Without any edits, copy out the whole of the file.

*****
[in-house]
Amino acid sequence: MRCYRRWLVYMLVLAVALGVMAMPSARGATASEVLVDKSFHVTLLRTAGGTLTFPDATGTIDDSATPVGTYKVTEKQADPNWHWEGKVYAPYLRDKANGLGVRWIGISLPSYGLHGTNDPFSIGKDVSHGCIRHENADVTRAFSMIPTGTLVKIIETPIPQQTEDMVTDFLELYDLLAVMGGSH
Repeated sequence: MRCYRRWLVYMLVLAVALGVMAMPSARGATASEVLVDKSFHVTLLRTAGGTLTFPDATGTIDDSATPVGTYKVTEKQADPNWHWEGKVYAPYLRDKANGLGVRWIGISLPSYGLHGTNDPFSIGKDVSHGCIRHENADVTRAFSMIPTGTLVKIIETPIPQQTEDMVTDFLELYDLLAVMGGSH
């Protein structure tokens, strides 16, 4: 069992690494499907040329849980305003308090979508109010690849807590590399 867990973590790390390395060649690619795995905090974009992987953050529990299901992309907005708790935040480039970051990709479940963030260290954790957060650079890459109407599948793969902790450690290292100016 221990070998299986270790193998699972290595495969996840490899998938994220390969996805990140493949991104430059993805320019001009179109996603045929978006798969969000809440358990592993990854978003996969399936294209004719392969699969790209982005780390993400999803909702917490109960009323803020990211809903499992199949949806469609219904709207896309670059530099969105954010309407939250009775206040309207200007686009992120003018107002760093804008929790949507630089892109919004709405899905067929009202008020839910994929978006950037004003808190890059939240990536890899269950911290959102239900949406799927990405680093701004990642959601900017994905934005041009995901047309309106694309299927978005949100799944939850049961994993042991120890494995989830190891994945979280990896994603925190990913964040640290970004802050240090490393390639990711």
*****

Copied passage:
[in-house]
Amino acid sequence: MRCYRRWLVYMLVLAVALGVMAMPSARGATASEVLVDKSFHVTLLRTAGGTLTFPDATGTIDDSATPVGTYKVTEKQADPNWHWEGKVYAPYLRDKANGLGVRWIGISLPSYGLHGTNDPFSIGKDVSHGCIRHENADVTRAFSMIPTGTLVKIIETPIPQQTEDMVTDFLELYDLLAVMGGSH
Repeated sequence: MRCYRRWLVYMLVLAVALGVMAMPSARGATASEVLVDKSFHVTLLRTAGGTLTFPDATGTIDDSATPVGTYKVTEKQADPNWHWEGKVYAPYLRDKANGLGVRWIGISLPSYGLHGTNDPFSIGKDVSHGCIRHENADVTRAFSMIPTGTLVKIIETPIPQQTEDMVTDFLELYDLLAVMGGSH
């Protein structure tokens, strides 16, 4: 069992690494499907040329849980305003308090979508109010690849807590590399 867990973590790390390395060649690619795995905090974009992987953050529990299901992309907005708790935040480039970051990709479940963030260290954790957060650079890459109407599948793969902790450690290292100016 221990070998299986270790193998699972290595495969996840490899998938994220390969996805990140493949991104430059993805320019001009179109996603045929978006798969969000809440358990592993990854978003996969399936294209004719392969699969790209982005780390993400999803909702917490109960009323803020990211809903499992199949949806469609219904709207896309670059530099969105954010309407939250009775206040309207200007686009992120003018107002760093804008929790949507630089892109919004709405899905067929009202008020839910994929978006950037004003808190890059939240990536890899269950911290959102239900949406799927990405680093701004990642959601900017994905934005041009995901047309309106694309299927978005949100799944939850049961994993042991120890494995989830190891994945979280990896994603925190990913964040640290970004802050240090490393390639990711």